Colella noted the importance of CARC to her research, writing, “The CARC support team was instrumental in my success in graduate school. The positive experience I had working with and learning from the experts at CARC [is] part of what inspired me to teach bioinformatics (computer programing for biologists) to the next generation of biologists.”
Through this research, Colella was able to identify three species of short-tailed weasels (Mustela erminea, Mustela richardsonii, and Mustela haidarum) and two species of martens (Martes americana and Martes caurina), as well as many subspecies within each of these groups. The pattern of diversity revealed by her work indicates that some of these species have lived on islands along North America’s North Pacific Coast for tens of thousands of years, including past glacial events, supporting the Coastal Refugium Hypothesis.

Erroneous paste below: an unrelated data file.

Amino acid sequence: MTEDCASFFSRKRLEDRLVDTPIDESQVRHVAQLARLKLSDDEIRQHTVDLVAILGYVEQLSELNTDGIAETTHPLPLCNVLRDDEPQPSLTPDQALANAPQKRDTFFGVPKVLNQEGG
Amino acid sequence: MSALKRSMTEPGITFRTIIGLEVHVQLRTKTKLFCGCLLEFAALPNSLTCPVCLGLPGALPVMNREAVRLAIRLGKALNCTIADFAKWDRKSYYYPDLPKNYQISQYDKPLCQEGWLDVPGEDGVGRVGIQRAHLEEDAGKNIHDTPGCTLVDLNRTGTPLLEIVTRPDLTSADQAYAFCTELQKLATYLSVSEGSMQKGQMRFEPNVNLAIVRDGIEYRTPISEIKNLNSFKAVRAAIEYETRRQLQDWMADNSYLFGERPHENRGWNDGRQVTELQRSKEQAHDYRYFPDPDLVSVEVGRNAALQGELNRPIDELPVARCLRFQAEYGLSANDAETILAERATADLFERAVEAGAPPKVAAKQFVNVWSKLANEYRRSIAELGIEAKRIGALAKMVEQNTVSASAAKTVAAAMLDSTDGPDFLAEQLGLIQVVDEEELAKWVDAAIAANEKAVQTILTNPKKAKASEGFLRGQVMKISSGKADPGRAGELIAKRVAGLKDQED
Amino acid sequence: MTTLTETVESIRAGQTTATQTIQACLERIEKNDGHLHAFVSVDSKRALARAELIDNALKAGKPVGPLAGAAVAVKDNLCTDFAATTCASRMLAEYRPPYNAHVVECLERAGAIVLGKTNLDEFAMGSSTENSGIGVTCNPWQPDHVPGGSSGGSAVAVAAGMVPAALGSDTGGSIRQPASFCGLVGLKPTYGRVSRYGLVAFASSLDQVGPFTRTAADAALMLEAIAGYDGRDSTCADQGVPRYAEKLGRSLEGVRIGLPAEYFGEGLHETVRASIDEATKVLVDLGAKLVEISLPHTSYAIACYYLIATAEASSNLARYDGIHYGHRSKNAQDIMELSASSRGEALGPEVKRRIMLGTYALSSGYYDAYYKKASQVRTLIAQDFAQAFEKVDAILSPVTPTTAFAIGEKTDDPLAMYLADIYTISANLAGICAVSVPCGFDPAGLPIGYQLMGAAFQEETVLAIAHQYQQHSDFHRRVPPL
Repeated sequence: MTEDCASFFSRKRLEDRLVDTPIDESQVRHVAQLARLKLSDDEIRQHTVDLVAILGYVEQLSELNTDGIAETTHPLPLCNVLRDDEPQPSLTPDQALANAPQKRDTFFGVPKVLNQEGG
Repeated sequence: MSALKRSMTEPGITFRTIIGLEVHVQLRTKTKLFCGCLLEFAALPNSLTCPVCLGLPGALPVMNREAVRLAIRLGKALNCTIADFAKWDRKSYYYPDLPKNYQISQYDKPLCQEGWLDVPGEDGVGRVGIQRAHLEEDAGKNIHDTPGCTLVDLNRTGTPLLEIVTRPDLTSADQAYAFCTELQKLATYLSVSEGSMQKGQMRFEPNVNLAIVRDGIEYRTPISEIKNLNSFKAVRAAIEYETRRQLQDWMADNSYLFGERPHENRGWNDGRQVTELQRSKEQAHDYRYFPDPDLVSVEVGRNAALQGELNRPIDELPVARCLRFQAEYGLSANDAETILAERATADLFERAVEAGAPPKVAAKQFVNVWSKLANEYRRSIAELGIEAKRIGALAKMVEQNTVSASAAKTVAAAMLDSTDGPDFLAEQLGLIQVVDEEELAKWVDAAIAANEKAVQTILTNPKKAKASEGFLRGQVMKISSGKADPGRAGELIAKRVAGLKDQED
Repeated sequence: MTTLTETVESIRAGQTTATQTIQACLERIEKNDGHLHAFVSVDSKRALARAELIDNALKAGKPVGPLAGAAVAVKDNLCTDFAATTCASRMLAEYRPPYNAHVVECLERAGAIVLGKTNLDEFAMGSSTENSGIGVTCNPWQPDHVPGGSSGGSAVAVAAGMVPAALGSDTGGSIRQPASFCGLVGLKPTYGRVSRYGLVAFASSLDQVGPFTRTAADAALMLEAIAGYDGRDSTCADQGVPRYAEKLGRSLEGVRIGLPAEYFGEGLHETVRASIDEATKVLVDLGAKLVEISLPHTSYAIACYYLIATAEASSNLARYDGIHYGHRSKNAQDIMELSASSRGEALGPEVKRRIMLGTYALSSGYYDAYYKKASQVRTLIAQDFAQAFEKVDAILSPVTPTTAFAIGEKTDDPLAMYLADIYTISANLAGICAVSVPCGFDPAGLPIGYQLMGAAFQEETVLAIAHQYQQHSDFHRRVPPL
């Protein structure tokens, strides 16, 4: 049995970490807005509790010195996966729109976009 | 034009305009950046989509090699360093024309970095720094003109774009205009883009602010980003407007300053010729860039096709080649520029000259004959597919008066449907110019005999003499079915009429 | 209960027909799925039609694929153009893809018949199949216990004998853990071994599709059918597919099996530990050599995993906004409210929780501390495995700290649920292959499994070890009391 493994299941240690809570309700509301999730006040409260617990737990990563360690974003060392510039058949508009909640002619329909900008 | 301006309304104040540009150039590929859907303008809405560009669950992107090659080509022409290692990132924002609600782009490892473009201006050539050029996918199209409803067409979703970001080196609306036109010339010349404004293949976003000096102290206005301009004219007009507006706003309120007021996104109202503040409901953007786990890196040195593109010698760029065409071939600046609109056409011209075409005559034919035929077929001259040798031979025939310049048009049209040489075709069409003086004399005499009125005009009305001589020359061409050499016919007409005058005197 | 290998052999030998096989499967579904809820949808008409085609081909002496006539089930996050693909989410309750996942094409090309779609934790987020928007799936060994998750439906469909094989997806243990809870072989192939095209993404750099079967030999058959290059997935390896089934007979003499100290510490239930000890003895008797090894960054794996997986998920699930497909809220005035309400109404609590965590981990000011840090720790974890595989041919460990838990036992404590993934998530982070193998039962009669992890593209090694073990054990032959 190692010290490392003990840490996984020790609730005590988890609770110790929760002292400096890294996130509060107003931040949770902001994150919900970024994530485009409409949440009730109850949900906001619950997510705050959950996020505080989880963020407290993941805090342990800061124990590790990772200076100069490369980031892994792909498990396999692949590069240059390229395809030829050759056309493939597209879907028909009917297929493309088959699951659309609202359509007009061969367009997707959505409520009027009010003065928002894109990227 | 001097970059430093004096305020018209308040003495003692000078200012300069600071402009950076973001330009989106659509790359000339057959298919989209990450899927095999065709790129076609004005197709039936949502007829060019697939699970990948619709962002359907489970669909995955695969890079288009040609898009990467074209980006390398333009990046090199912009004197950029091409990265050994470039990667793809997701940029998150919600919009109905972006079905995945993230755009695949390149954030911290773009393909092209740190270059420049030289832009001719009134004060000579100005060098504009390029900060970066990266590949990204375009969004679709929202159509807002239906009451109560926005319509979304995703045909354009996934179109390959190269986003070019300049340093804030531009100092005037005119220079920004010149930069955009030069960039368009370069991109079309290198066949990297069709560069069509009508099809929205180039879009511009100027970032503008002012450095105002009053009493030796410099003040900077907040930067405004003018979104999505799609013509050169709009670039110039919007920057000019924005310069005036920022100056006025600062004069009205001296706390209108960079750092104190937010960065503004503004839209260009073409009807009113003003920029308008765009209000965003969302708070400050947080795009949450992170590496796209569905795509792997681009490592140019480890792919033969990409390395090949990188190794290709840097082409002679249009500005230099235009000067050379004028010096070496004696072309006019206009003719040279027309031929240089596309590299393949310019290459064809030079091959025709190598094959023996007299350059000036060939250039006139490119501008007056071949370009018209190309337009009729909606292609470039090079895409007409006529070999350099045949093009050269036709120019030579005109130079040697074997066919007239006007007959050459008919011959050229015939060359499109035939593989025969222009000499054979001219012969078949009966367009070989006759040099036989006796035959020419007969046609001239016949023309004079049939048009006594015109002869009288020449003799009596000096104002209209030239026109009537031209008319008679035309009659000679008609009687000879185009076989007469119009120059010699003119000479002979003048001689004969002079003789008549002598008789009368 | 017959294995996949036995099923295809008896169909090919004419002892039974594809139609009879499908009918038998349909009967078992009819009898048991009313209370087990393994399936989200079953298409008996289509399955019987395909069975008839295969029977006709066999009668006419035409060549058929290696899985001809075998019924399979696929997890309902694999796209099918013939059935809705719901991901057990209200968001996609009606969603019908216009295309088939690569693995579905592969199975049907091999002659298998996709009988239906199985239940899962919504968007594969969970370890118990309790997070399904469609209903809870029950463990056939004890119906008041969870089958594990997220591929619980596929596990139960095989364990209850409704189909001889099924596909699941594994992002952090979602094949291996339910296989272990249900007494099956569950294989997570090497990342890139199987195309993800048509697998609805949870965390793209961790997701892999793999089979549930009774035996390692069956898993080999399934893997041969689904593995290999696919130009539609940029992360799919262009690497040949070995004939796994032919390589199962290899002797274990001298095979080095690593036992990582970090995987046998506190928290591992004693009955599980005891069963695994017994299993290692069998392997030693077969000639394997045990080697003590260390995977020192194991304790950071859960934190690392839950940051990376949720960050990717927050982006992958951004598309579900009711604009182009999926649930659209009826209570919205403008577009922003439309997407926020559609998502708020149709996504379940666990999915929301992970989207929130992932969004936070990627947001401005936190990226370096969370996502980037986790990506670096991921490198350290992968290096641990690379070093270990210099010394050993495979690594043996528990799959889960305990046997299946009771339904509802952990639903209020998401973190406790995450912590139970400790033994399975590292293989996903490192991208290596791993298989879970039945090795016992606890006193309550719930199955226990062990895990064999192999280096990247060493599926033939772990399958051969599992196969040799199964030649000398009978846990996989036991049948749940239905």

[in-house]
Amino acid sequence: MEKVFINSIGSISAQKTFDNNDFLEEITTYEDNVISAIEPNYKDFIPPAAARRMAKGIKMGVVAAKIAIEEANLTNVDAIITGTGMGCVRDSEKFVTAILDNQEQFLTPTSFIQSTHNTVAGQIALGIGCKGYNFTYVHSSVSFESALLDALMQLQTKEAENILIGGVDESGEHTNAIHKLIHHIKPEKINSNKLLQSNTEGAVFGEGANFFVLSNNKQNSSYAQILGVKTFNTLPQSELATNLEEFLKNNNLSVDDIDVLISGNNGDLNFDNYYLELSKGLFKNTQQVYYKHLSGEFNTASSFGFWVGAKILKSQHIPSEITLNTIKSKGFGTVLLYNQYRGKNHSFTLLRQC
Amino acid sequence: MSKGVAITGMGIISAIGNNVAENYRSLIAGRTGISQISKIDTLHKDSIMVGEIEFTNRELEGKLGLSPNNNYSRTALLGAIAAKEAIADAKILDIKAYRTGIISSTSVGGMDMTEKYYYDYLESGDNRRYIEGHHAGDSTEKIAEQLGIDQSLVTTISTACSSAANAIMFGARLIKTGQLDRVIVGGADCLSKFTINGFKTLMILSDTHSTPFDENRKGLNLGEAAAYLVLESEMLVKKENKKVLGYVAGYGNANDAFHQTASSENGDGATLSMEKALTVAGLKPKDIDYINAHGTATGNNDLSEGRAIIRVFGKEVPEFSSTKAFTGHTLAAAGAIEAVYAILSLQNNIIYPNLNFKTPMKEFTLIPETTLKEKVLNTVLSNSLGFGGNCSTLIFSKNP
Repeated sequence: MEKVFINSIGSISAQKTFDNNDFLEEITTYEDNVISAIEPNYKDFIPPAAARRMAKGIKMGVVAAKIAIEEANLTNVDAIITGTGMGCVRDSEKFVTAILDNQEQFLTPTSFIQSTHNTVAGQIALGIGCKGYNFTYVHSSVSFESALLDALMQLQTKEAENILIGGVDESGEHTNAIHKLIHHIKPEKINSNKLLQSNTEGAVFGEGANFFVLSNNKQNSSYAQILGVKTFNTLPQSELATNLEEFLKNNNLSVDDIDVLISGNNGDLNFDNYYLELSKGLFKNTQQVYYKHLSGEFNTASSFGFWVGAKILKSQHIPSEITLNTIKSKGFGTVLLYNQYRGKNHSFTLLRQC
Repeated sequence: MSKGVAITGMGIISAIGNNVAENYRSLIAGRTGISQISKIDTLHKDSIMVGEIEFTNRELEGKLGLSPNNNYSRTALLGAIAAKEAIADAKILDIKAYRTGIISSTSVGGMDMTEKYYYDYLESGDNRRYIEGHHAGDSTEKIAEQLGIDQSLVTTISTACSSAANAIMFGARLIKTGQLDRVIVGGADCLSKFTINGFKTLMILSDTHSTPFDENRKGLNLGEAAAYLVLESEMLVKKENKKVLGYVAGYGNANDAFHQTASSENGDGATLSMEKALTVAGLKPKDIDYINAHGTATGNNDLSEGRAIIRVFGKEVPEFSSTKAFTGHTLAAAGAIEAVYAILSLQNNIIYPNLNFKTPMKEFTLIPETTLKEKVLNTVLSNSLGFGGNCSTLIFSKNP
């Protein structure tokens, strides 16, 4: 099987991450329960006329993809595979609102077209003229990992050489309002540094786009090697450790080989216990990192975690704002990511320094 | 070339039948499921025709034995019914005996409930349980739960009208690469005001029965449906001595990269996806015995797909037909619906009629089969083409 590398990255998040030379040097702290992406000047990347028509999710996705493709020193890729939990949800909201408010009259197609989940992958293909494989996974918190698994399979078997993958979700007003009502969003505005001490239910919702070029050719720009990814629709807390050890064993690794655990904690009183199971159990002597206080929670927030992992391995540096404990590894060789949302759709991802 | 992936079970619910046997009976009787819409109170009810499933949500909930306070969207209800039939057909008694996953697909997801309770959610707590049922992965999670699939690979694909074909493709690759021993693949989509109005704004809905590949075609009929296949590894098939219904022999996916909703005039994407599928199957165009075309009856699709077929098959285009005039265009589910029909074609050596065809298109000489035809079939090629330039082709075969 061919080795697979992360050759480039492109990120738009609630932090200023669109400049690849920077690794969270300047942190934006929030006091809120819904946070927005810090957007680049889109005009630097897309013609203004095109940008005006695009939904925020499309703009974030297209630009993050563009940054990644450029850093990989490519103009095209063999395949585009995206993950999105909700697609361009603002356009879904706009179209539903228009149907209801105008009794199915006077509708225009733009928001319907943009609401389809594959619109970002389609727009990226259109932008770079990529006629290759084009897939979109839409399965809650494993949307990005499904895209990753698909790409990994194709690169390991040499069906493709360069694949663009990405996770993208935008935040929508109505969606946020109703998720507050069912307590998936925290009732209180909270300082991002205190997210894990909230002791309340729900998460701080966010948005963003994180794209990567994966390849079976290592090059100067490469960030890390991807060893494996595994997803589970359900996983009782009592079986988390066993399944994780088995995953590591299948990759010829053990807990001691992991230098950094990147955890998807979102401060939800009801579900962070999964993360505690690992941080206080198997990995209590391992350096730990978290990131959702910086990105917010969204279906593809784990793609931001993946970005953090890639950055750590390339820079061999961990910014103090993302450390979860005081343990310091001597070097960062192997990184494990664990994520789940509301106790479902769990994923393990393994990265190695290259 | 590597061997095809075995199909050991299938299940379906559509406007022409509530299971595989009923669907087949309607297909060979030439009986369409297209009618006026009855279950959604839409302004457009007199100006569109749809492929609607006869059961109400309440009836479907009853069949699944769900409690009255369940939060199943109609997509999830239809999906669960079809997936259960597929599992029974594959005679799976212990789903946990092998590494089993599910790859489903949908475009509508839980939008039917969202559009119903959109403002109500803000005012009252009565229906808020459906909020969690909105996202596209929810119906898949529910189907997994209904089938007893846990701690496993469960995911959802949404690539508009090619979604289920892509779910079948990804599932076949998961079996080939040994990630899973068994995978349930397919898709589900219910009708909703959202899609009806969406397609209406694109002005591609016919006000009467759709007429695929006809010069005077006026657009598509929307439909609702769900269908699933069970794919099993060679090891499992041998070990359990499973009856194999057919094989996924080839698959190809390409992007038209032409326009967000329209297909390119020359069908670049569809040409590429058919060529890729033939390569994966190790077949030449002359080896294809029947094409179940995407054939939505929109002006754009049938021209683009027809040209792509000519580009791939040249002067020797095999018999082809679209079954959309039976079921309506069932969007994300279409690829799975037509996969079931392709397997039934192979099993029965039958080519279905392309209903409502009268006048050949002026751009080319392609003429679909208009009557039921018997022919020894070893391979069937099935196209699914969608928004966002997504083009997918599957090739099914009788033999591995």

The identification of these lineages also has important implications for conservation efforts. For example, the scarcity of hybrids between species of marten, despite habitat overlap in multiple areas, suggests that hybrids may be unable to reproduce or are in some way less fit for survival. Thus, if conservationists attempted to repopulate one species of marten by mixing it with the other, it could result in a reduction in population size rather than an increase. This project will help to ensure the effectiveness and sustainability of marten conservation strategy.